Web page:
The Marion County Record, a newspaper in Kansas that the police raided last week, is getting its equipment back from local law enforcement, the county’s top prosecutor said on Wednesday.
Joel Ensey, the Marion County attorney, said in a statement that there was insufficient evidence to justify the search of The Marion County Record and seizure of its journalists’ equipment.
“As a result, I have submitted a proposed order asking the court to release the evidence seized,” he said. “I have asked local law enforcement to return the material seized to the owners of the property.”
The police and county sheriff’s deputies raided the newspaper’s office, the home of its owner and editor and the home of a city councilwoman on Friday — collecting computers, cellphones and other materials. It is extremely rare for law enforcement authorities in the United States to search and seize the tools to produce journalism.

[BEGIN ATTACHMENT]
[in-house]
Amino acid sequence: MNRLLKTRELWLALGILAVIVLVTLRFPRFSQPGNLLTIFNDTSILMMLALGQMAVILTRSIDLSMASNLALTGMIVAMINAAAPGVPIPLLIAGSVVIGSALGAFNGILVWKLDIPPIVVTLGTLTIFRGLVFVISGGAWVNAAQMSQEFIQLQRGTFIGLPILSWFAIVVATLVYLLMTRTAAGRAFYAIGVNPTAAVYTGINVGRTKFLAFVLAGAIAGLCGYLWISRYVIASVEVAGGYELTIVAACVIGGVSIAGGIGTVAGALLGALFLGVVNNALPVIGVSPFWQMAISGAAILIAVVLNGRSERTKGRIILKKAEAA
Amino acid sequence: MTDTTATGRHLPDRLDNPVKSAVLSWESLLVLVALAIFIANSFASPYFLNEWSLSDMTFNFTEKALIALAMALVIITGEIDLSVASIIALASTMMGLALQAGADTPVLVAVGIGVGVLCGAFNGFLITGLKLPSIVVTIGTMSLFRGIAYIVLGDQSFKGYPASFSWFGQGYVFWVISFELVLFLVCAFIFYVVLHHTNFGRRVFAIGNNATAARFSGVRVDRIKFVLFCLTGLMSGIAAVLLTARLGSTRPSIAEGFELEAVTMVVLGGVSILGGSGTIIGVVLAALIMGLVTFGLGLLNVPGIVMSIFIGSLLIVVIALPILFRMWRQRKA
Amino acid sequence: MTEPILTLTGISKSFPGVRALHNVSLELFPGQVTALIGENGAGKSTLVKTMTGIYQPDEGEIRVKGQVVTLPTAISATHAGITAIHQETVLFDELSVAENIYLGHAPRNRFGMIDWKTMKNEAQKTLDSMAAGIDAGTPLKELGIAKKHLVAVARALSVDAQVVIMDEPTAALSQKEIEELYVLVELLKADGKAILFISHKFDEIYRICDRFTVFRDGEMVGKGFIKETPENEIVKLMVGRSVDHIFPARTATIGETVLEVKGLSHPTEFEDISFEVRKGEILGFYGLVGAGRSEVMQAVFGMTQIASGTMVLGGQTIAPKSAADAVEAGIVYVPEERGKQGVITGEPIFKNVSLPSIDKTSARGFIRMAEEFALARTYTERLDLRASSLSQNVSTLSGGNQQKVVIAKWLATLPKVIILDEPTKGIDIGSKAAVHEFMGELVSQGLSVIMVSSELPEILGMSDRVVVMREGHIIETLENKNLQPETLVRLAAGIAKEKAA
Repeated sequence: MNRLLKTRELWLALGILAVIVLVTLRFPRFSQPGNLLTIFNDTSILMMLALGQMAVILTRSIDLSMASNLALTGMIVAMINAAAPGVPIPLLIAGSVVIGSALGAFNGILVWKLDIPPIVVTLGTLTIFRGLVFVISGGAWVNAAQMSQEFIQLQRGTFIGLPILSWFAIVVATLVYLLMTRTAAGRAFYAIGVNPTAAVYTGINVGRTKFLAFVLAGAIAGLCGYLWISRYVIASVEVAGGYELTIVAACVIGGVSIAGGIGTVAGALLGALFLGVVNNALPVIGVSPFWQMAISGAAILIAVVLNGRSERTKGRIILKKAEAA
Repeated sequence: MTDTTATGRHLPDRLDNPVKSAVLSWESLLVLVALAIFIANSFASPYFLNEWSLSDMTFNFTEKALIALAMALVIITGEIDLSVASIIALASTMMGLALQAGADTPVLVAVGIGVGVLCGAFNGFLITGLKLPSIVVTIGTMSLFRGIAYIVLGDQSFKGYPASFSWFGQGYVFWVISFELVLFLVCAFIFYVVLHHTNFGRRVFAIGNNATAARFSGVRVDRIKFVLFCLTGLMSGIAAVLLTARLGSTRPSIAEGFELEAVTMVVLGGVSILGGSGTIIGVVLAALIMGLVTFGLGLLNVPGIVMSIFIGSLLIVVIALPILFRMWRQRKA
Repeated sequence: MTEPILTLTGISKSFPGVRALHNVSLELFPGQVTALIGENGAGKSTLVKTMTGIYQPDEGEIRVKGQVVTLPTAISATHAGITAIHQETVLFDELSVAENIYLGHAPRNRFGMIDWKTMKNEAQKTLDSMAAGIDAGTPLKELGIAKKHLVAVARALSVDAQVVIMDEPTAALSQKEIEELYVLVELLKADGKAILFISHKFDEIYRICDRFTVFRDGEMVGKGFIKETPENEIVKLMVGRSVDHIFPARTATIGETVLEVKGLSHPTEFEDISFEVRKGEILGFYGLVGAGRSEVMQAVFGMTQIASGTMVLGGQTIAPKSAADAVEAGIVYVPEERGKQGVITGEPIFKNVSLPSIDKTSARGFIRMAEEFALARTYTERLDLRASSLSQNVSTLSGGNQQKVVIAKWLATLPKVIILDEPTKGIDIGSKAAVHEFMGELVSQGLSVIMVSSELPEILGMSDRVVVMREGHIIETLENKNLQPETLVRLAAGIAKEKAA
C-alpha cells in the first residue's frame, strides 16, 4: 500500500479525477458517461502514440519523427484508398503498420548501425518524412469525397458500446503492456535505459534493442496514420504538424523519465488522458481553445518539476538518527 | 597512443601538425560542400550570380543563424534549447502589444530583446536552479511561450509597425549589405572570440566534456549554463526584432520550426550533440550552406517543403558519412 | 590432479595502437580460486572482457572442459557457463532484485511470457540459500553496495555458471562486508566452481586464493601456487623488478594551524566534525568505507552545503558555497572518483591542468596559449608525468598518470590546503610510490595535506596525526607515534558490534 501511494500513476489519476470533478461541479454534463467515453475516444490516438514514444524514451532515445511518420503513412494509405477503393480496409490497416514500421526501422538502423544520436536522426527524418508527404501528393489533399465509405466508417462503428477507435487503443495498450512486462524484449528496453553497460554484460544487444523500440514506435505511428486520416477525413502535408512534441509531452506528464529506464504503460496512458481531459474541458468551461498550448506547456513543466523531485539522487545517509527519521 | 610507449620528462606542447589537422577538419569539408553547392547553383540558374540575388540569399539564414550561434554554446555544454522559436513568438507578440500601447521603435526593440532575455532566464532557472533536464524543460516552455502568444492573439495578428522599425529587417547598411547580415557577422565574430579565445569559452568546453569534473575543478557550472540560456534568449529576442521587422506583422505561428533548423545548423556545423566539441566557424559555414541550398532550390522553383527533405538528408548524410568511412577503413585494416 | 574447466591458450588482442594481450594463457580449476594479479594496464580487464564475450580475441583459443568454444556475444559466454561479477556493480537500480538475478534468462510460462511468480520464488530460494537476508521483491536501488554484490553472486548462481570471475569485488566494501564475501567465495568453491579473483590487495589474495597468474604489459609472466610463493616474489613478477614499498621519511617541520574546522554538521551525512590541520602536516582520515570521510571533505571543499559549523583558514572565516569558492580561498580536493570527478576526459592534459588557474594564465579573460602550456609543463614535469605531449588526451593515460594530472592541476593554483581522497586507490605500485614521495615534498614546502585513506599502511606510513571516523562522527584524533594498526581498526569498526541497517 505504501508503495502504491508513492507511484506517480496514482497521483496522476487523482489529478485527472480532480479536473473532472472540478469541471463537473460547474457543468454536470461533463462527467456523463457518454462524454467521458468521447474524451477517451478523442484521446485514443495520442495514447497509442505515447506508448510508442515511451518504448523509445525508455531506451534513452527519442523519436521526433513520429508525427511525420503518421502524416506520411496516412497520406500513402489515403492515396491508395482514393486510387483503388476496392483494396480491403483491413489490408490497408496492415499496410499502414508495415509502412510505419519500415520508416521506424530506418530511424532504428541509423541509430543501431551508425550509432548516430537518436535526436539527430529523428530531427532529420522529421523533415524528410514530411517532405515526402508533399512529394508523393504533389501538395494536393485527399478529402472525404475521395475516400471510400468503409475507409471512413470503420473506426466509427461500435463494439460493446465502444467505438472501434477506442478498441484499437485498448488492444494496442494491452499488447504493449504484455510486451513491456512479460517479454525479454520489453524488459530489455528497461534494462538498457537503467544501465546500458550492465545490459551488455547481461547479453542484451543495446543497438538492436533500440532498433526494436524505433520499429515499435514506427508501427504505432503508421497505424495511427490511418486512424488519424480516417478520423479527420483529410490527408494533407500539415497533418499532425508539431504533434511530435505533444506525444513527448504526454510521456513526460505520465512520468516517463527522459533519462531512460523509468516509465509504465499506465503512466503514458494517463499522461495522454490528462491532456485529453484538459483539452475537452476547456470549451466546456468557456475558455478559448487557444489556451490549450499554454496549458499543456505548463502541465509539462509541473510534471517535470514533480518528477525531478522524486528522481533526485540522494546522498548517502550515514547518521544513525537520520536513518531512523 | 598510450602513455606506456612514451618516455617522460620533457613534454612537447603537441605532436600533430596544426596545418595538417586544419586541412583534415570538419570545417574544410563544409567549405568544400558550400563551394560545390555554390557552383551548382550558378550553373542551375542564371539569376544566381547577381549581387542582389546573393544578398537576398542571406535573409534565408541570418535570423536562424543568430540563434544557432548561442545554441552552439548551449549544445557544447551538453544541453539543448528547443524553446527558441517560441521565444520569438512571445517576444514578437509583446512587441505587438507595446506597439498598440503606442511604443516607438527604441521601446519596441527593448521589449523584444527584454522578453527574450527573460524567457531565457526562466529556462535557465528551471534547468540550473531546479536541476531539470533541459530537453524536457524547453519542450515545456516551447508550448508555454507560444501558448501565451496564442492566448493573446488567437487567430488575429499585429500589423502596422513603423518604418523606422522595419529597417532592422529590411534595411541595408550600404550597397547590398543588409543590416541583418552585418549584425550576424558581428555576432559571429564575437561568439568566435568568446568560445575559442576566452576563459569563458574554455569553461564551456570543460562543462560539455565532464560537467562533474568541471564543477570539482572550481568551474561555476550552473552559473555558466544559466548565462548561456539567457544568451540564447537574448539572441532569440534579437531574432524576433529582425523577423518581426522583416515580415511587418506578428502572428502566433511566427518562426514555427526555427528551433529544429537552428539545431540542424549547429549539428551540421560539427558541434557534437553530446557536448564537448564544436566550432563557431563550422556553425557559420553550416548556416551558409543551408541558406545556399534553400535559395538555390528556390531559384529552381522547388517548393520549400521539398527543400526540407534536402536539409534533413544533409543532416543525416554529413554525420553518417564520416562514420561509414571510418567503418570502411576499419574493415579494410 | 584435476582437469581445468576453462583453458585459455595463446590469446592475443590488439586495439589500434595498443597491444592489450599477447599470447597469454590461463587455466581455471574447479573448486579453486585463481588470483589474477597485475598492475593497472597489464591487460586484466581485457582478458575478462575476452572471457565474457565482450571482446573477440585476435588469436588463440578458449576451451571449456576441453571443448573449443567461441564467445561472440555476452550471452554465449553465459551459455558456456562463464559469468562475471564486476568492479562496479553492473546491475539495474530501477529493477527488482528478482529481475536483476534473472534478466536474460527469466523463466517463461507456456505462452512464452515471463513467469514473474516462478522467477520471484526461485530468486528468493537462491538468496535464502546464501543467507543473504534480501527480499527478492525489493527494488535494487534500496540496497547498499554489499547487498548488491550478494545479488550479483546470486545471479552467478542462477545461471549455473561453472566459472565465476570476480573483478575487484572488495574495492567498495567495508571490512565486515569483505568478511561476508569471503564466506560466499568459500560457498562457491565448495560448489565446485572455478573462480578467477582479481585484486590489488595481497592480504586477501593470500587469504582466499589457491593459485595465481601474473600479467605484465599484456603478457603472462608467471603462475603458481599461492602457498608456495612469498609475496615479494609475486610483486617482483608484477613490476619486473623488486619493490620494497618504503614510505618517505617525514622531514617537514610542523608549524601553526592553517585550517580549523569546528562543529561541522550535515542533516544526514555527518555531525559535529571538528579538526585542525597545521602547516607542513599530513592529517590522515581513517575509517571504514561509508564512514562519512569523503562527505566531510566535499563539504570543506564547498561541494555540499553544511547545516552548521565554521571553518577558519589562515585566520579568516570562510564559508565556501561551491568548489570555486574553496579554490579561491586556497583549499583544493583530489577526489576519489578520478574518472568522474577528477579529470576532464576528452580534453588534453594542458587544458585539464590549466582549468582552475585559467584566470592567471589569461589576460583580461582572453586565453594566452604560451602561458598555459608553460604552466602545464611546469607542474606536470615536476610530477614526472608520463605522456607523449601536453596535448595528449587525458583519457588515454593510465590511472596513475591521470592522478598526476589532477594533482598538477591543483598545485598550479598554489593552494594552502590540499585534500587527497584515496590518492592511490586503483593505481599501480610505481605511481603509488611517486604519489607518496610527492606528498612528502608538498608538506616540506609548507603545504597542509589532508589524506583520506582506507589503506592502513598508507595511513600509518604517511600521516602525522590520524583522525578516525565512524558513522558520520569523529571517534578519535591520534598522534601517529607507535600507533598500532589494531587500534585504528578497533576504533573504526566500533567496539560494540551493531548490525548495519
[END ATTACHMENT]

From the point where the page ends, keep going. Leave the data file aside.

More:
The searches were part of an investigation into how The Record obtained and handled a document containing information about a local restaurateur — and whether the restaurant owner’s privacy was violated in the process.
The Kansas Bureau of Investigation, an agency that aids law enforcement statewide, said in a statement that the investigation would continue.
The search generated blowback from First Amendment experts, who condemned the raid and urged local law enforcement officials to return the journalists’ equipment.
Joann Meyer, a co-owner of the paper, died on Saturday. Her son, Eric Meyer, the newspaper’s publisher, said that the coroner had concluded that the stress of the searches was a contributing factor in her death.
Bernard J. Rhodes, a lawyer who represents The Record, called the county’s decision to withdraw its search warrant and return the seized items “a promising first step.”
“However, it does nothing to recompense the paper for the violation of its First Amendment rights when the search was conducted,” he added, “and most regrettably, does not return Joann Meyer.”
Mr. Rhodes said that a forensic expert would examine the property that had been seized by investigators. He added that he was assured that the equipment had not been combed through by investigators but said he wanted to make sure.
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